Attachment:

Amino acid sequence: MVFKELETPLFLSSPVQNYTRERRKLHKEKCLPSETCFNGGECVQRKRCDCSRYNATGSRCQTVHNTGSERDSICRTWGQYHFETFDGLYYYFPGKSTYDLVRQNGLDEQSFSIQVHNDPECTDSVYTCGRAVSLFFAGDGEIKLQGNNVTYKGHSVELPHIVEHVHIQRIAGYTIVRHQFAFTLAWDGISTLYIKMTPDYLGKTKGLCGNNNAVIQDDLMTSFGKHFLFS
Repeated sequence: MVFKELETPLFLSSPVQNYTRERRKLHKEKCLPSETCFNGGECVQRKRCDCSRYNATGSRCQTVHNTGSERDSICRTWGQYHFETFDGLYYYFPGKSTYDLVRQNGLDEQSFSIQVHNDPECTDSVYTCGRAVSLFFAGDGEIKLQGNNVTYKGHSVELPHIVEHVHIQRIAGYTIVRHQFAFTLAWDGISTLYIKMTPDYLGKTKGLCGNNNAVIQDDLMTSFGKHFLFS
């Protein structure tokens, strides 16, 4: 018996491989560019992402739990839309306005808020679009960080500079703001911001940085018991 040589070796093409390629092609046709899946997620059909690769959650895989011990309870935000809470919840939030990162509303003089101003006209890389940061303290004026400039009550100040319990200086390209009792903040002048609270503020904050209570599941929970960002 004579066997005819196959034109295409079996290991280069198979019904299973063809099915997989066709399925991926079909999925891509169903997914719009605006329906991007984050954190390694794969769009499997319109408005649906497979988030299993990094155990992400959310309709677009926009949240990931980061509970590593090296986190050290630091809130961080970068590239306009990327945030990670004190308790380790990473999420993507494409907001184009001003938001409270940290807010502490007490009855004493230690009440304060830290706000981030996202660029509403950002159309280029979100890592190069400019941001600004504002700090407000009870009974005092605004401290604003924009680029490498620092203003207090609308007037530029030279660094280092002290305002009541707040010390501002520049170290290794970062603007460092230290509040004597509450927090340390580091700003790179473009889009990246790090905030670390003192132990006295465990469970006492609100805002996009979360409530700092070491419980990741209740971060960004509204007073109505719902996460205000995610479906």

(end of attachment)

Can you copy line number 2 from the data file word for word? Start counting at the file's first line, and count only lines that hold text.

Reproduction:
Repeated sequence: MVFKELETPLFLSSPVQNYTRERRKLHKEKCLPSETCFNGGECVQRKRCDCSRYNATGSRCQTVHNTGSERDSICRTWGQYHFETFDGLYYYFPGKSTYDLVRQNGLDEQSFSIQVHNDPECTDSVYTCGRAVSLFFAGDGEIKLQGNNVTYKGHSVELPHIVEHVHIQRIAGYTIVRHQFAFTLAWDGISTLYIKMTPDYLGKTKGLCGNNNAVIQDDLMTSFGKHFLFS